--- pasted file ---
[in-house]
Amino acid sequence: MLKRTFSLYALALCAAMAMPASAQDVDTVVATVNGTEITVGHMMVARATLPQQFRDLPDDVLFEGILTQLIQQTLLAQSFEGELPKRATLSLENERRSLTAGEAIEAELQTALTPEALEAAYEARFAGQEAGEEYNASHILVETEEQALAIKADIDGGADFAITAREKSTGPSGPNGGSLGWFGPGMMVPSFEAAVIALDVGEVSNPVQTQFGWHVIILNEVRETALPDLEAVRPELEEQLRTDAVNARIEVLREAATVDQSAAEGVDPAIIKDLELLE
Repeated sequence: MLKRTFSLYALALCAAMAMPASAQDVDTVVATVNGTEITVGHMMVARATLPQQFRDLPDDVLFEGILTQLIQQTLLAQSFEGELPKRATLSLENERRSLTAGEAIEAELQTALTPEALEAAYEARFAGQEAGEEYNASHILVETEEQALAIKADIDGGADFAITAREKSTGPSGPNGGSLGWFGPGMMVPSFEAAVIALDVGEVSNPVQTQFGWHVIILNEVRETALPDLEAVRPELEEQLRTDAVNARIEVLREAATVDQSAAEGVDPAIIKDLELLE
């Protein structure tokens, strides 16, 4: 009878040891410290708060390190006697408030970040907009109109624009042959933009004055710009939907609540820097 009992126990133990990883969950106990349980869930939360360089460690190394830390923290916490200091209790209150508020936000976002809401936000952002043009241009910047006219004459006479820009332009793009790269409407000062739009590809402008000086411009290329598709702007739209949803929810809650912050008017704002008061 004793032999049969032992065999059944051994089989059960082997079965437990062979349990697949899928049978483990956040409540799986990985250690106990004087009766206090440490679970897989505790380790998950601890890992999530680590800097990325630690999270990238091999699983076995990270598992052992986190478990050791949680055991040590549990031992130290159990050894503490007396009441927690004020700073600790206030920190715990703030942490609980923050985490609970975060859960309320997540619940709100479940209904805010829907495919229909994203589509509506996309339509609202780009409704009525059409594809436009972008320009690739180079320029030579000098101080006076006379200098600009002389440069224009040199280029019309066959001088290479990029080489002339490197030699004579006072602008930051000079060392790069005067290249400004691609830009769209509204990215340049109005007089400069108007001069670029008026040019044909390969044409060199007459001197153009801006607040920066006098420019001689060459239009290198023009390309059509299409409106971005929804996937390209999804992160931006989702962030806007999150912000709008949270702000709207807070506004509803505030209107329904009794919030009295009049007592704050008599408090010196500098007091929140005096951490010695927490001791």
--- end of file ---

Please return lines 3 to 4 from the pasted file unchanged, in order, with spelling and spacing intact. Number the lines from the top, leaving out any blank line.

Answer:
Repeated sequence: MLKRTFSLYALALCAAMAMPASAQDVDTVVATVNGTEITVGHMMVARATLPQQFRDLPDDVLFEGILTQLIQQTLLAQSFEGELPKRATLSLENERRSLTAGEAIEAELQTALTPEALEAAYEARFAGQEAGEEYNASHILVETEEQALAIKADIDGGADFAITAREKSTGPSGPNGGSLGWFGPGMMVPSFEAAVIALDVGEVSNPVQTQFGWHVIILNEVRETALPDLEAVRPELEEQLRTDAVNARIEVLREAATVDQSAAEGVDPAIIKDLELLE
């Protein structure tokens, strides 16, 4: 009878040891410290708060390190006697408030970040907009109109624009042959933009004055710009939907609540820097 009992126990133990990883969950106990349980869930939360360089460690190394830390923290916490200091209790209150508020936000976002809401936000952002043009241009910047006219004459006479820009332009793009790269409407000062739009590809402008000086411009290329598709702007739209949803929810809650912050008017704002008061 004793032999049969032992065999059944051994089989059960082997079965437990062979349990697949899928049978483990956040409540799986990985250690106990004087009766206090440490679970897989505790380790998950601890890992999530680590800097990325630690999270990238091999699983076995990270598992052992986190478990050791949680055991040590549990031992130290159990050894503490007396009441927690004020700073600790206030920190715990703030942490609980923050985490609970975060859960309320997540619940709100479940209904805010829907495919229909994203589509509506996309339509609202780009409704009525059409594809436009972008320009690739180079320029030579000098101080006076006379200098600009002389440069224009040199280029019309066959001088290479990029080489002339490197030699004579006072602008930051000079060392790069005067290249400004691609830009769209509204990215340049109005007089400069108007001069670029008026040019044909390969044409060199007459001197153009801006607040920066006098420019001689060459239009290198023009390309059509299409409106971005929804996937390209999804992160931006989702962030806007999150912000709008949270702000709207807070506004509803505030209107329904009794919030009295009049007592704050008599408090010196500098007091929140005096951490010695927490001791």